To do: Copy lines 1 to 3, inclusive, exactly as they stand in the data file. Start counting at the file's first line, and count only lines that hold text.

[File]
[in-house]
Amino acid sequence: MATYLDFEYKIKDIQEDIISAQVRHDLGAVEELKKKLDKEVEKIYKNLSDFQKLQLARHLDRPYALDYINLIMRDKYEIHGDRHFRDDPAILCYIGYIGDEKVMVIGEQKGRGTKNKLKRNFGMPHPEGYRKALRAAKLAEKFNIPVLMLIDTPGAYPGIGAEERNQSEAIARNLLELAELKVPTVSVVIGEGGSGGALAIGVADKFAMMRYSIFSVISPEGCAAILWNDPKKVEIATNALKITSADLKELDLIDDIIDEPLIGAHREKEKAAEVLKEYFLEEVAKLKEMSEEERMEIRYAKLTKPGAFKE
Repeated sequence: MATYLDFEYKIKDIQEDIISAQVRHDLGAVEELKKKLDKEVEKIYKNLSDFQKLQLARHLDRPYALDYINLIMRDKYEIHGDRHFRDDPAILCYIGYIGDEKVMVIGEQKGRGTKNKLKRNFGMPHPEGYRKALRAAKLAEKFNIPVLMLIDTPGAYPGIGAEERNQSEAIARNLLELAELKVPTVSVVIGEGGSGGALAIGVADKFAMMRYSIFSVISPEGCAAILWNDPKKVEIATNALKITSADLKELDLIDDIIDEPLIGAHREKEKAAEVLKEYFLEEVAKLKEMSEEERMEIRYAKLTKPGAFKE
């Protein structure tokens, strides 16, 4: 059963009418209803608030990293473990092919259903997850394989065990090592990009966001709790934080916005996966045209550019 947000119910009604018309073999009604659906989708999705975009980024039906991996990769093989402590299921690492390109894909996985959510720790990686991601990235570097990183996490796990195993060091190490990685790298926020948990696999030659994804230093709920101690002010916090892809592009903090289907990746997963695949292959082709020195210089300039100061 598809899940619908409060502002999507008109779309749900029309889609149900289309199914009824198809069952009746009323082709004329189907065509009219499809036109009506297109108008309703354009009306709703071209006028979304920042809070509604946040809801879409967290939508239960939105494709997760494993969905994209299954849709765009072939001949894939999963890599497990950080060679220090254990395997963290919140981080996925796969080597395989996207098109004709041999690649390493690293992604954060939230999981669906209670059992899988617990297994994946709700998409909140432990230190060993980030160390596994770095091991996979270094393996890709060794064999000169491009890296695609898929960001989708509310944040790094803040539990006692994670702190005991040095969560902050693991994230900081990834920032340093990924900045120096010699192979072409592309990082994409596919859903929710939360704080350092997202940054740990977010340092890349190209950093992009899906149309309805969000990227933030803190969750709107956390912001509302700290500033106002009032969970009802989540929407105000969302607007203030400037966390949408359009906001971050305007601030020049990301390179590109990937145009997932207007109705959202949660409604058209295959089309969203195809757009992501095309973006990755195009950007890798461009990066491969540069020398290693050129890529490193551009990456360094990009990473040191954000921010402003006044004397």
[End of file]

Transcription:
[in-house]
Amino acid sequence: MATYLDFEYKIKDIQEDIISAQVRHDLGAVEELKKKLDKEVEKIYKNLSDFQKLQLARHLDRPYALDYINLIMRDKYEIHGDRHFRDDPAILCYIGYIGDEKVMVIGEQKGRGTKNKLKRNFGMPHPEGYRKALRAAKLAEKFNIPVLMLIDTPGAYPGIGAEERNQSEAIARNLLELAELKVPTVSVVIGEGGSGGALAIGVADKFAMMRYSIFSVISPEGCAAILWNDPKKVEIATNALKITSADLKELDLIDDIIDEPLIGAHREKEKAAEVLKEYFLEEVAKLKEMSEEERMEIRYAKLTKPGAFKE
Repeated sequence: MATYLDFEYKIKDIQEDIISAQVRHDLGAVEELKKKLDKEVEKIYKNLSDFQKLQLARHLDRPYALDYINLIMRDKYEIHGDRHFRDDPAILCYIGYIGDEKVMVIGEQKGRGTKNKLKRNFGMPHPEGYRKALRAAKLAEKFNIPVLMLIDTPGAYPGIGAEERNQSEAIARNLLELAELKVPTVSVVIGEGGSGGALAIGVADKFAMMRYSIFSVISPEGCAAILWNDPKKVEIATNALKITSADLKELDLIDDIIDEPLIGAHREKEKAAEVLKEYFLEEVAKLKEMSEEERMEIRYAKLTKPGAFKE